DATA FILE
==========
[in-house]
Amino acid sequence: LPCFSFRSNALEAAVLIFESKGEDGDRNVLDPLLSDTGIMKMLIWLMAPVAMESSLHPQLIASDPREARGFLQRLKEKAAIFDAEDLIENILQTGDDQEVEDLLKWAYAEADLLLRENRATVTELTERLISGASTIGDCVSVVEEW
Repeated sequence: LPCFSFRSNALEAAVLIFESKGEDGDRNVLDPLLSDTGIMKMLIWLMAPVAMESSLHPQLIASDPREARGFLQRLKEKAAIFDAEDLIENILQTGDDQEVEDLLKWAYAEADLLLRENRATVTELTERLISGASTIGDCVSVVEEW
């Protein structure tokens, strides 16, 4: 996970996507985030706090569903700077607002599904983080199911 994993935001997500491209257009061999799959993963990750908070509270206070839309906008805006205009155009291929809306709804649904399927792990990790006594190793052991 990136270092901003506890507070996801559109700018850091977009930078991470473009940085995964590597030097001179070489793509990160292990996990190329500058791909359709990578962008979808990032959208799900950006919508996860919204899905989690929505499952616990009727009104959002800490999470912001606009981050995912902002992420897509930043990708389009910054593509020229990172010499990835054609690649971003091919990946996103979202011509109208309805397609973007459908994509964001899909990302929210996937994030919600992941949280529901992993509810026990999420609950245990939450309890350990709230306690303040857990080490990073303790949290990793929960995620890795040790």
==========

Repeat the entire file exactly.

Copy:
[in-house]
Amino acid sequence: LPCFSFRSNALEAAVLIFESKGEDGDRNVLDPLLSDTGIMKMLIWLMAPVAMESSLHPQLIASDPREARGFLQRLKEKAAIFDAEDLIENILQTGDDQEVEDLLKWAYAEADLLLRENRATVTELTERLISGASTIGDCVSVVEEW
Repeated sequence: LPCFSFRSNALEAAVLIFESKGEDGDRNVLDPLLSDTGIMKMLIWLMAPVAMESSLHPQLIASDPREARGFLQRLKEKAAIFDAEDLIENILQTGDDQEVEDLLKWAYAEADLLLRENRATVTELTERLISGASTIGDCVSVVEEW
């Protein structure tokens, strides 16, 4: 996970996507985030706090569903700077607002599904983080199911 994993935001997500491209257009061999799959993963990750908070509270206070839309906008805006205009155009291929809306709804649904399927792990990790006594190793052991 990136270092901003506890507070996801559109700018850091977009930078991470473009940085995964590597030097001179070489793509990160292990996990190329500058791909359709990578962008979808990032959208799900950006919508996860919204899905989690929505499952616990009727009104959002800490999470912001606009981050995912902002992420897509930043990708389009910054593509020229990172010499990835054609690649971003091919990946996103979202011509109208309805397609973007459908994509964001899909990302929210996937994030919600992941949280529901992993509810026990999420609950245990939450309890350990709230306690303040857990080490990073303790949290990793929960995620890795040790």